Caring for Zinnias
One of the nicest aspects of zinnias is that a part of their maintenance requirements, if you can call it that, is cutting the blooms frequently to keep the plants compact and bushy and producing more flowers. Otherwise, planted in the right site in good soil, they are fairly care-free. There are a few regular garden chores.
- Water regularly, if it doesn’t rain. Even though zinnias love hot weather and came originally from arid regions, they do need moisture. Remember to check the soil in containers daily during hot summer weather and water if it is dry to a depth of 2 inches or more. In extremely hot, dry weather, you may need to water twice a day. Water at the bases of the plants, rather than sprinkling the foliage.
- Zinnias aren’t heavy feeders, but fertilize plantings in the garden at least twice during the growing season. Use a balanced granular or water-soluble fertilizer—for instance, one with 20-20-20 on the label—or mix a slow-release or organic fertilizer into the soil when you plant. Always follow label directions for amounts.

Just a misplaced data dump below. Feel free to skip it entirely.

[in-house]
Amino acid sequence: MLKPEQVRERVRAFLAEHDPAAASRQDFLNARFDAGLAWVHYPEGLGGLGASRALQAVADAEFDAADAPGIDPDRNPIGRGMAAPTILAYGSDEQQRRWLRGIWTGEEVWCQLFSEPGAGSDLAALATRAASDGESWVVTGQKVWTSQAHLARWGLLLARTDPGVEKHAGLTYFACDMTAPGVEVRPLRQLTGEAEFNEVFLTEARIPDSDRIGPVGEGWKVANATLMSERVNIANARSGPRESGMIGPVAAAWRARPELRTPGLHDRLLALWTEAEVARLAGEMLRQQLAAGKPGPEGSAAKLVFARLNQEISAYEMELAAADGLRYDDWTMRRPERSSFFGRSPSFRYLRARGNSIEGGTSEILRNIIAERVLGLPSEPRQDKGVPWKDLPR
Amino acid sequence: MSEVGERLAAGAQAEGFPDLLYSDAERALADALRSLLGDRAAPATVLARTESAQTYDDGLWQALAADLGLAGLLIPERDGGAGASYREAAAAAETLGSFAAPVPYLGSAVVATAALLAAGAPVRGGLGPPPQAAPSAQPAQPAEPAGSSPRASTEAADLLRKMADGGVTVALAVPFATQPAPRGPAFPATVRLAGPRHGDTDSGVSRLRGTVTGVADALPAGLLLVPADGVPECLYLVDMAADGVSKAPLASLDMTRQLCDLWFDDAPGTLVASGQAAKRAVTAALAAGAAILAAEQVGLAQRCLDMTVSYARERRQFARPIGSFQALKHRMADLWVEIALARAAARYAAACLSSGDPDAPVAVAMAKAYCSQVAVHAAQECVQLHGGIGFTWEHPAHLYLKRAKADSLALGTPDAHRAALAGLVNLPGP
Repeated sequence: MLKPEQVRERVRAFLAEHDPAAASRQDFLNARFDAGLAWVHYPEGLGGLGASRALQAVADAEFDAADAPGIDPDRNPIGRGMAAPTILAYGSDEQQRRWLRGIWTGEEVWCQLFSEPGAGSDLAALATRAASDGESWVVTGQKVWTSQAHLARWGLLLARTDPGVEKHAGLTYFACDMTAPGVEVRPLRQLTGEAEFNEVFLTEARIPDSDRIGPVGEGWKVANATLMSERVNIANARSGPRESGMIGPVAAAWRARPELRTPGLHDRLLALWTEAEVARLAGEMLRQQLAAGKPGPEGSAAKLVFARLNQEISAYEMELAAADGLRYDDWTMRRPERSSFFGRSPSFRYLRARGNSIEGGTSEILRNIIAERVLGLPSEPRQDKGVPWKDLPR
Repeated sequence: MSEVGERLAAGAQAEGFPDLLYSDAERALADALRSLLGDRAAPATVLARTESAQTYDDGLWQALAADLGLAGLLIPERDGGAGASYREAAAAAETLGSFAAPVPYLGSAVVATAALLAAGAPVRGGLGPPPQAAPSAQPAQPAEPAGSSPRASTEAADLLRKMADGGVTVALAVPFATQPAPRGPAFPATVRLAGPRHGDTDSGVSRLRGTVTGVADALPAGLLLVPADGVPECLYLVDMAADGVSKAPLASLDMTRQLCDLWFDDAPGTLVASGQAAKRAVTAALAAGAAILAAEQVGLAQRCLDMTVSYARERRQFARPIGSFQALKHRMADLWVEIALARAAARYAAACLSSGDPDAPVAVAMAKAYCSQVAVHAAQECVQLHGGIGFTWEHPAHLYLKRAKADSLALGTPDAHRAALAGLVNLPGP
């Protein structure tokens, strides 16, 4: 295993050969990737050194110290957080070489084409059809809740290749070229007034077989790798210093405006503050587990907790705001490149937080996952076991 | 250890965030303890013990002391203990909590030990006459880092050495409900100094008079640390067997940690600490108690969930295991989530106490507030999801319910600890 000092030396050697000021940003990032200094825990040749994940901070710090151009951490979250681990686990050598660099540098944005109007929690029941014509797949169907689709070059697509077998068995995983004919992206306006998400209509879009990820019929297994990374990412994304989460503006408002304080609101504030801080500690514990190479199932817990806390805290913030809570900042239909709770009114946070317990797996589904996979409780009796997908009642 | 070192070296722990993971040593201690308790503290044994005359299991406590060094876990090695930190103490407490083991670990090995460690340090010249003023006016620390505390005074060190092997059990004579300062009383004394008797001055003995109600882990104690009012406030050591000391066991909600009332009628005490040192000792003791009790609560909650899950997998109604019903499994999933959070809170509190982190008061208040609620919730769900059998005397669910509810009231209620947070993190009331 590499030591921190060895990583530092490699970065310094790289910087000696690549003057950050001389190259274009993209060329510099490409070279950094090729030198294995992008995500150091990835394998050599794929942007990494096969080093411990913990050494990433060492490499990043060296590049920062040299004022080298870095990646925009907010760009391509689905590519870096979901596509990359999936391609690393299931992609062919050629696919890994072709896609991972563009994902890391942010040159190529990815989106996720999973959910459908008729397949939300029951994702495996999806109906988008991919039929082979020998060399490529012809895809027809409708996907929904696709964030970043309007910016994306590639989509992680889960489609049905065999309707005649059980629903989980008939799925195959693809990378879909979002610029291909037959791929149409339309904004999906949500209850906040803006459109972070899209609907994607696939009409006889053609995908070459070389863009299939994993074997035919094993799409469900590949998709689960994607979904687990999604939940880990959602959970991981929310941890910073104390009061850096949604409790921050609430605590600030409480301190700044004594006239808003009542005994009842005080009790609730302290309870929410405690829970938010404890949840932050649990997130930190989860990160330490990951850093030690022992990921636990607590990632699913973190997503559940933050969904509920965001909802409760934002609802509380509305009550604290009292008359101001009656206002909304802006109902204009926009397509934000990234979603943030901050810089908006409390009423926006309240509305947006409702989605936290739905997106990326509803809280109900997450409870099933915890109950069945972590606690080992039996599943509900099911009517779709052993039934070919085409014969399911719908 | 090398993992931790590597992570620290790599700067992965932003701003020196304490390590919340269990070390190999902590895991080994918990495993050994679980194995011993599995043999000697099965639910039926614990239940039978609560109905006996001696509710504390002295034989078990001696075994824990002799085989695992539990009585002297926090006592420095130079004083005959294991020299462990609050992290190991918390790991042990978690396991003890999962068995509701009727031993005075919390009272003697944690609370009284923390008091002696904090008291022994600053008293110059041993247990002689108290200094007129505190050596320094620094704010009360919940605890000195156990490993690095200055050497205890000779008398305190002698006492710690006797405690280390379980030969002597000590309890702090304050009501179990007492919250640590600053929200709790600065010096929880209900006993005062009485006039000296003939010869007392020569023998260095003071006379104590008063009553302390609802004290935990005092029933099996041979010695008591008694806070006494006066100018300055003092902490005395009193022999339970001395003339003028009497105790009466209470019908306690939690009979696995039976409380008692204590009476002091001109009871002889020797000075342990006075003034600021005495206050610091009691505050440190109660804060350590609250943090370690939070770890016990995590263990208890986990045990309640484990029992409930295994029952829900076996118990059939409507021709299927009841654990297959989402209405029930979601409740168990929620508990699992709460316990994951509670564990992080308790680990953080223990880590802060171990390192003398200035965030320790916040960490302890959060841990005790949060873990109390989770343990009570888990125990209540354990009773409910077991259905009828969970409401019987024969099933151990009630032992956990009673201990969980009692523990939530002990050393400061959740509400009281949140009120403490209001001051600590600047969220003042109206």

- Mix a timed-release or organic fertilizer into the soilless mix when you plant zinnias in containers, or feed them once a month with water-soluble fertilizer or diluted fish emulsion. Be sure to dilute to the strength recommended on the label for containers.
An Ounce Of Prevention
If you live in an area where late summer nights are cool and humid you may experience powdery mildew attacking your plants the best way to combat this is to maintain good air circulation around the plants, water at the roots, and of course choose varieties that are disease resistant.